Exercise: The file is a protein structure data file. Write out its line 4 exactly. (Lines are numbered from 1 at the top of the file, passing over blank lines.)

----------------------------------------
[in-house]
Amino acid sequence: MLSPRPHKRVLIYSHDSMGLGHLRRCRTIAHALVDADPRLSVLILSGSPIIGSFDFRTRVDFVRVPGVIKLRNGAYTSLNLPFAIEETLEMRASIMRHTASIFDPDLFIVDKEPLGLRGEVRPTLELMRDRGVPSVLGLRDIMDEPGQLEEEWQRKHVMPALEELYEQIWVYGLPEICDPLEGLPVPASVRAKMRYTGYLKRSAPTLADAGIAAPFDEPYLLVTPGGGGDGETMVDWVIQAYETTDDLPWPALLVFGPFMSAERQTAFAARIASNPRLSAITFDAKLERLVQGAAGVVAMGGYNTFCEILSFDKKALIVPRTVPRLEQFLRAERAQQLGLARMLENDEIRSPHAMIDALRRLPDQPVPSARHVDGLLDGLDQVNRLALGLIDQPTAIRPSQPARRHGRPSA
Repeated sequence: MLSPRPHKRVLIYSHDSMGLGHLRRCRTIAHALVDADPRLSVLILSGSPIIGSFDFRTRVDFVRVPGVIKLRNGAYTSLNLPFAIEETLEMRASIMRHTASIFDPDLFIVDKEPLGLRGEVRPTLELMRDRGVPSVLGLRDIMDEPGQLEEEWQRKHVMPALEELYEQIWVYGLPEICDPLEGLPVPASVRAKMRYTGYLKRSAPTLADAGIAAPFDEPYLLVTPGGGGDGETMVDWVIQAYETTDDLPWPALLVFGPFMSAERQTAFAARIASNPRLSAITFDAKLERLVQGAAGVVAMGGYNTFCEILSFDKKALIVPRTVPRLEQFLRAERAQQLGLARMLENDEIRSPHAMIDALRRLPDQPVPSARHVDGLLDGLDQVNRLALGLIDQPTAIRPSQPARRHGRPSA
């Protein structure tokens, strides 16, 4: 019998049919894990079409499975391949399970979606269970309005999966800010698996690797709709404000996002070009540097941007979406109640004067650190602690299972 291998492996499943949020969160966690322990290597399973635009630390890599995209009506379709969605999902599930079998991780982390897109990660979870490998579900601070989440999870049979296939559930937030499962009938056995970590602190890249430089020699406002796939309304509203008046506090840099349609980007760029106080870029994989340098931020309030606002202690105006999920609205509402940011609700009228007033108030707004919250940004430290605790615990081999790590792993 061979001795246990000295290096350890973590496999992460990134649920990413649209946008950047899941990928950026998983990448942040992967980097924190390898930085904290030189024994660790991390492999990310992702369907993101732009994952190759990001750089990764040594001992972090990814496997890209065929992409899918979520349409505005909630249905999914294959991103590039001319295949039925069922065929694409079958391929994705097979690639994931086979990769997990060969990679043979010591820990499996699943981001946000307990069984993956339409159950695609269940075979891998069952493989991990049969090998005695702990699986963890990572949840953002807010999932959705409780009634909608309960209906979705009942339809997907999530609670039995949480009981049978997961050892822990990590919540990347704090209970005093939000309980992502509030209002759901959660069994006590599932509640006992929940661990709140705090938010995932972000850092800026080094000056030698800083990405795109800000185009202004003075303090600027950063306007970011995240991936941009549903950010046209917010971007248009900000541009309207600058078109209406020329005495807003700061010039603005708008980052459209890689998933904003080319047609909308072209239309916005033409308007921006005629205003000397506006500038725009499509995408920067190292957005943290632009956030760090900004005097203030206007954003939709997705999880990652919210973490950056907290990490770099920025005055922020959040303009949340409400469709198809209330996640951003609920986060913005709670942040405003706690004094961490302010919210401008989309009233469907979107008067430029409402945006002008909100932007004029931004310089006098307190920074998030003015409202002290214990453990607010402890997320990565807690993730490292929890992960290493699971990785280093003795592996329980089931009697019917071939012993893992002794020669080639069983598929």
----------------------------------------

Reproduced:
């Protein structure tokens, strides 16, 4: 019998049919894990079409499975391949399970979606269970309005999966800010698996690797709709404000996002070009540097941007979406109640004067650190602690299972 291998492996499943949020969160966690322990290597399973635009630390890599995209009506379709969605999902599930079998991780982390897109990660979870490998579900601070989440999870049979296939559930937030499962009938056995970590602190890249430089020699406002796939309304509203008046506090840099349609980007760029106080870029994989340098931020309030606002202690105006999920609205509402940011609700009228007033108030707004919250940004430290605790615990081999790590792993 061979001795246990000295290096350890973590496999992460990134649920990413649209946008950047899941990928950026998983990448942040992967980097924190390898930085904290030189024994660790991390492999990310992702369907993101732009994952190759990001750089990764040594001992972090990814496997890209065929992409899918979520349409505005909630249905999914294959991103590039001319295949039925069922065929694409079958391929994705097979690639994931086979990769997990060969990679043979010591820990499996699943981001946000307990069984993956339409159950695609269940075979891998069952493989991990049969090998005695702990699986963890990572949840953002807010999932959705409780009634909608309960209906979705009942339809997907999530609670039995949480009981049978997961050892822990990590919540990347704090209970005093939000309980992502509030209002759901959660069994006590599932509640006992929940661990709140705090938010995932972000850092800026080094000056030698800083990405795109800000185009202004003075303090600027950063306007970011995240991936941009549903950010046209917010971007248009900000541009309207600058078109209406020329005495807003700061010039603005708008980052459209890689998933904003080319047609909308072209239309916005033409308007921006005629205003000397506006500038725009499509995408920067190292957005943290632009956030760090900004005097203030206007954003939709997705999880990652919210973490950056907290990490770099920025005055922020959040303009949340409400469709198809209330996640951003609920986060913005709670942040405003706690004094961490302010919210401008989309009233469907979107008067430029409402945006002008909100932007004029931004310089006098307190920074998030003015409202002290214990453990607010402890997320990565807690993730490292929890992960290493699971990785280093003795592996329980089931009697019917071939012993893992002794020669080639069983598929």